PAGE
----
When do I have time to breathe ? (Part 2 : @office)

The truth is that on very busy times … I don’t have the time to breathe at the office. Though it is not the same feeling  @Home, where I can get the few minutes to do the breathing exercices I talked about in my previous post, my office life is fast paced by deadines and customer demands that need to be treated under a very short time.

The demands in my job got even worse last year when I decided to work part time (4 days a week) in order to take the time to profit of my two young children. And of course, as you can expect, I still need to get the work load of 5 days done in only 4. 🙂

It took me quite a long time to understand what was my own receipe of not feeling completely overwhelmed by the amount of deadlines and projects (some of them short term, some other, longer term) that I need to manage.

The 1st key ingredient is that I love my job in the way that it does not only represent a material source of living and an intelectual challenge, but it also nourishes a part of my values and makes me feel useful for others. This motivational part is undoubtfully very important in hard times (or stress times).

But in very busy periods the only motivation isn’t enough. So, if I know that I will face a hard period, I try to nourish my BodyMind (see Body Fuel and Mind Fuel) in advance.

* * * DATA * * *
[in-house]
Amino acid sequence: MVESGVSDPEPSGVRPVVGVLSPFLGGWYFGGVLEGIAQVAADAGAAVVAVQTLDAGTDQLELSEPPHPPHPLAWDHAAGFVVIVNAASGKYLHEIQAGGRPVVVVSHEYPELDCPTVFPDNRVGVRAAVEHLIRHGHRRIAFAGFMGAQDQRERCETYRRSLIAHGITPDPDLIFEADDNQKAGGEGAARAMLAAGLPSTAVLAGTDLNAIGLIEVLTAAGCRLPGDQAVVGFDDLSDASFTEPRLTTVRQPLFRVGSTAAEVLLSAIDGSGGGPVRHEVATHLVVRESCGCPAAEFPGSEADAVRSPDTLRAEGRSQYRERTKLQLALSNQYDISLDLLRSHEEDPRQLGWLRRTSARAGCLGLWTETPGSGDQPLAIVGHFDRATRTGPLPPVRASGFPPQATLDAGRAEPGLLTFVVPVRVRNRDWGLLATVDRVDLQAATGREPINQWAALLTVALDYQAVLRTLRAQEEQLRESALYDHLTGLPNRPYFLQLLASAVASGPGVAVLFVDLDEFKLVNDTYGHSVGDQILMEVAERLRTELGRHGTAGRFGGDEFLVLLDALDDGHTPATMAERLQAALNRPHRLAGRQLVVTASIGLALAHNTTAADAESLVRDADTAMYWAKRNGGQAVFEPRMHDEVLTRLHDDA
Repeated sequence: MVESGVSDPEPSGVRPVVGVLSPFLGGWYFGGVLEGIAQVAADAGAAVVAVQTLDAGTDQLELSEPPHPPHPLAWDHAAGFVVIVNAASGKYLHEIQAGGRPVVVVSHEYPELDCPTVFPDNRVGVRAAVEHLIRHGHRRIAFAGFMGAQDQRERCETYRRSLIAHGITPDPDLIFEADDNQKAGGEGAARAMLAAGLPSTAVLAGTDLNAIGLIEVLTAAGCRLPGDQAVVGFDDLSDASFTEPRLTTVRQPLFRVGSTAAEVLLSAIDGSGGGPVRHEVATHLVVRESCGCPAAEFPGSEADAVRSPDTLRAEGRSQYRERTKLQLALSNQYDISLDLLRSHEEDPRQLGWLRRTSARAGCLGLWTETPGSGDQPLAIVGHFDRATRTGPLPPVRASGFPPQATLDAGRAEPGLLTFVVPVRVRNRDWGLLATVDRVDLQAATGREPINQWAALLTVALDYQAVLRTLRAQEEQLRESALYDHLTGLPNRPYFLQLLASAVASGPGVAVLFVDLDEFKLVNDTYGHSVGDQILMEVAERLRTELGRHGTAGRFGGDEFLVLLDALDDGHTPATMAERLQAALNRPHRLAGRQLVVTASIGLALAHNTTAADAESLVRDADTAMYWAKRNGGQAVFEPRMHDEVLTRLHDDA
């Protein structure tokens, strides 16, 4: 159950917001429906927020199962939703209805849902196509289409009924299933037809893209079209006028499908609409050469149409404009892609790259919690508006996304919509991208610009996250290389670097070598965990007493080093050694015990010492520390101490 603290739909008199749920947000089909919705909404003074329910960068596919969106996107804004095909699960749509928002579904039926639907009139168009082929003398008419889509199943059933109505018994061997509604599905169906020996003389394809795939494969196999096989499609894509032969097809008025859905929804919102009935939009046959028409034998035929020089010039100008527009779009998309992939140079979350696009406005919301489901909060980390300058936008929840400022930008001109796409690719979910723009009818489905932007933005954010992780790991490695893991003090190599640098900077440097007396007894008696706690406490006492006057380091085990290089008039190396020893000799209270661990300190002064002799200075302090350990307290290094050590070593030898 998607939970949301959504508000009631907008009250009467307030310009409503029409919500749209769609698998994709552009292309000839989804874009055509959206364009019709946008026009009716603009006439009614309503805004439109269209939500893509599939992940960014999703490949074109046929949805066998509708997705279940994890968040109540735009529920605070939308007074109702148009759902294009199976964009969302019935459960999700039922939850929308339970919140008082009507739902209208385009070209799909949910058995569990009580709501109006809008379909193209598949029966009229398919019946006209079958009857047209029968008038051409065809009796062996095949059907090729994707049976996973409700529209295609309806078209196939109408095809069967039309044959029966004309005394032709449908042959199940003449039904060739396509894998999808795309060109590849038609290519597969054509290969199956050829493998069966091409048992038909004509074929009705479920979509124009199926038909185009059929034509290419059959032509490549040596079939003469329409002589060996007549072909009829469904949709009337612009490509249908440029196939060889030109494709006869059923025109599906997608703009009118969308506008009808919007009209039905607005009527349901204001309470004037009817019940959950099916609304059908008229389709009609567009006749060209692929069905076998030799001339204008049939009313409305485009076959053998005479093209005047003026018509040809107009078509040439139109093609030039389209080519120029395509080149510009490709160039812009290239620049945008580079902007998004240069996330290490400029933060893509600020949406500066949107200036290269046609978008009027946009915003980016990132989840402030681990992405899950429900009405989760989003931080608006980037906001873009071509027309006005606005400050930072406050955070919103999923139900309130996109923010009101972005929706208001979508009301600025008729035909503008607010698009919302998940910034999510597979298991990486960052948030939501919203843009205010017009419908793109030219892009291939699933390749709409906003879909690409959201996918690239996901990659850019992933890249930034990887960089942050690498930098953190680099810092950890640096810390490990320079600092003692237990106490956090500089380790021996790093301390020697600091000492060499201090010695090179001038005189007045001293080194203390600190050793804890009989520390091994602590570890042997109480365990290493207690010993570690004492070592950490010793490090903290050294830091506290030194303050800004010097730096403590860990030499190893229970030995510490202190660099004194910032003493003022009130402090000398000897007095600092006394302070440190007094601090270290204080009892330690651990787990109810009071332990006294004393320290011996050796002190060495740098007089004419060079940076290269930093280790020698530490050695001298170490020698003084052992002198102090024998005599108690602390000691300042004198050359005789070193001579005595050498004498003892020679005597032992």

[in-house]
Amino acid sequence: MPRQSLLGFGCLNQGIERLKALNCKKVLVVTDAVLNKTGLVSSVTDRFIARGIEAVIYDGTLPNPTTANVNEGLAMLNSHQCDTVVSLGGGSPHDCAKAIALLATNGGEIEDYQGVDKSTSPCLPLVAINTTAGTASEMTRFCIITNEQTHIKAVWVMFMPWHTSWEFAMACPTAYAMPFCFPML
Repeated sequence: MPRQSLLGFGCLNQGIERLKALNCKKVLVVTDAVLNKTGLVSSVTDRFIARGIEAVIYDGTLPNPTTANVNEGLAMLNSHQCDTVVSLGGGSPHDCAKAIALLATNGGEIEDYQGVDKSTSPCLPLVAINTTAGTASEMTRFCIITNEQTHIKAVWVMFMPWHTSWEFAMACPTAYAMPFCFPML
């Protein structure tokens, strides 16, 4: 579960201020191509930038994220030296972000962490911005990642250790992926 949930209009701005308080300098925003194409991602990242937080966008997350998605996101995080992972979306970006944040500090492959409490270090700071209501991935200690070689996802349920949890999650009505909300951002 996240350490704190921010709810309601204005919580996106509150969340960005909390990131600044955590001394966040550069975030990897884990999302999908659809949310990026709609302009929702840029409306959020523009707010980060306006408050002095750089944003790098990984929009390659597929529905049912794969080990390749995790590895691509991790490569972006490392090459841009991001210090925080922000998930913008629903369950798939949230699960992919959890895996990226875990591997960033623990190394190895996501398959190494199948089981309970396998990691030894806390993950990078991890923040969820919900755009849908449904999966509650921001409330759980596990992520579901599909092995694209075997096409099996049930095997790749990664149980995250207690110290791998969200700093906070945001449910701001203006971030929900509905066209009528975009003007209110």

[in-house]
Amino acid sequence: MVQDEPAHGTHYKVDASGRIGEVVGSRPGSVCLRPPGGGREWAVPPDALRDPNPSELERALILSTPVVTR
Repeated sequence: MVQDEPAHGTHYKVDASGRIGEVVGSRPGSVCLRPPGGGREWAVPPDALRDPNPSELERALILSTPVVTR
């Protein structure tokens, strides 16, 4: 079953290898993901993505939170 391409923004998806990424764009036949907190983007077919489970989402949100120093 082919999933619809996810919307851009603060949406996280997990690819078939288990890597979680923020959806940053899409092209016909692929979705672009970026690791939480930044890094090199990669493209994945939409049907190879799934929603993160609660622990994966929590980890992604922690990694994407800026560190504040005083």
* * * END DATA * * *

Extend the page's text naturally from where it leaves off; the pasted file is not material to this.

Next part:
And, the most important thing when I don’t have the time to breathe @office is that instead of taking time, I create some free space.

Time and space are linked and can be used on the same purpose : allow us to let go.

So, I rarely have a time routine at work. As my main objective is to be able to put some space between me and my office tasks I try to create space bubbles (see time bubbles) often go out at lunch or go and work in another place than my desk, or try to work hard and leave early.

These space bubbles may be short – 10 to 15 min – or, long up to 2 hours and the main purpose is to put some physical distance beetween me and my desk. This allows me to calm down my emotions in case of stress and have a more detached point of view on the differents tasks I need to manage.

While I am away I use the time in order to priorise my tasks when I’m physically out of the office. Once I’m back, I follow my task list and often, I ‘m far more productive than if I had stayed on my chair, in front of my computer.

 

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